Brain breaks—activities designed to change or focus on physical and mental status—were presented as a quick and easy way to help students self-regulate. These breaks incorporated movement, breathing, and counting to help refocus attention away from the trauma and regain physiological control. Clearly, learning tools to regain a physically calm state is foundational to recovering from a traumatic episode.  

The instructors also reviewed Dr. Bruce Perry’s “Regulate, Relate, and Reason” hierarchy for addressing trauma.

Line drawings of a pair of people within inverted triangle depicts the “Regulate, Relate, Reason” model of addressing trauma.Too often, when a teacher or counselor attempts to comfort a student with a history of trauma, they begin by trying to tell students to “calm down,” or that “everything is OK.” Because trauma causes a physical response when triggered, it is generally best to begin helping the person self-regulate by asking them to take a deep breath, walk with you, or have a sip of cold water. Next, you let the person know you see them struggling and hear why they are afraid. Only then can you have a reasoned discussion about the situation.                

This teaching is just one example of how the instructors challenged our natural inclinations of how to best respond in a trauma-informed manner. When students with a history of trauma exhibit such behaviors as elopement or some kind of outburst, it is easy to take a traditional behavioral approach. But for these students, the focus needs to be minimizing triggers in the instructional environment and providing self-regulation supports and tools, thereby preventing the behavior from ever occurring.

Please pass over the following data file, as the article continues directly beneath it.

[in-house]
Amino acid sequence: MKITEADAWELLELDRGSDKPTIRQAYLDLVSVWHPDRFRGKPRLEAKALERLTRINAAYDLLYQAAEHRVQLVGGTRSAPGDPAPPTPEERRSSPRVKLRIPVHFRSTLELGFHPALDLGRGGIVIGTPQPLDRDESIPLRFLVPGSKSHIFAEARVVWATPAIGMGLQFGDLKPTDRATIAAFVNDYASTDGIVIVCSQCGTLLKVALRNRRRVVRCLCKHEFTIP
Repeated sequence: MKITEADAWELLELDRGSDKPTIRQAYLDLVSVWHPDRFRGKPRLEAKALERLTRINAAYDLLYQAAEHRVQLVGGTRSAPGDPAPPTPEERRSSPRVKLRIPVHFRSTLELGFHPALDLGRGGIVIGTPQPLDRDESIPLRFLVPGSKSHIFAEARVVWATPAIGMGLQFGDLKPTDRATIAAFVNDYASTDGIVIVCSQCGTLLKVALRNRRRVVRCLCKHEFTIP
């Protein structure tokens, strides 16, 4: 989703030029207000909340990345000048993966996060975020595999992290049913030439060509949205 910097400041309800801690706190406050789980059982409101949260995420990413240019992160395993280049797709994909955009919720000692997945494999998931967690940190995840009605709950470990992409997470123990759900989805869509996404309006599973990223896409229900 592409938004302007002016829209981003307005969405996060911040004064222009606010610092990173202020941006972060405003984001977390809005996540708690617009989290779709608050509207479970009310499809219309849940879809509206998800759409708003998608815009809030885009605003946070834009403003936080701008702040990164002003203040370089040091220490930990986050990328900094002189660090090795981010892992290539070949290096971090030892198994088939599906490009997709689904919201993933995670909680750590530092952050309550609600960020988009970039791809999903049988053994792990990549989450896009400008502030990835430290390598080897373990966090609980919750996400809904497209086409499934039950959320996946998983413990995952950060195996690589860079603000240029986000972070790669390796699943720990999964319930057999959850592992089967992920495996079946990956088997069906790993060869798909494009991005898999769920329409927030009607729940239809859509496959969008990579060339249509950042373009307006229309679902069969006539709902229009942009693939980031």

Embedding Intensive Mental Health Supports

Woman holds microphone and stands in front of screen, which displays graphic captioned “Supporting Mental Health and Trauma.”Dr. Angstadt’s presentation was the perfect way to round out the day. She shared the data on her highly-successful R.E.A.C.H. program.

This initiative, piloted at the middle school in her district, focuses on addressing the mental health needs that so often emerge after students transition from elementary school. This program goes beyond school counseling to provide on-site, one-on-one therapy to students with significant mental health concerns that could otherwise keep them from attending school.

Dr. Angstadt’s vision was that by addressing these issues early, and not waiting until high school, the number of students who either drop out, are out-placed, or chronically truant, would be reduced.

The response from both students and faculty has been outstanding. Access to these services is highly fluid, with students entering and exiting the program regularly. 

Sharing Best Practices

PTS’ Administrator Retreats are designed to inspire our clients with new information and strategies, and to encourage collaboration among special education leaders.

Each year, attendees tell us they gained valuable knowledge not just from our featured speakers but also from other special education directors and supervisors at their tables. The events are free to PTS clients, but administrators throughout the region are invited to participate as we strive to build capacity for the entire school community.

To learn more about how PTS can improve related services delivery in your special education program, please call us at 610-941-7020 or contact us online.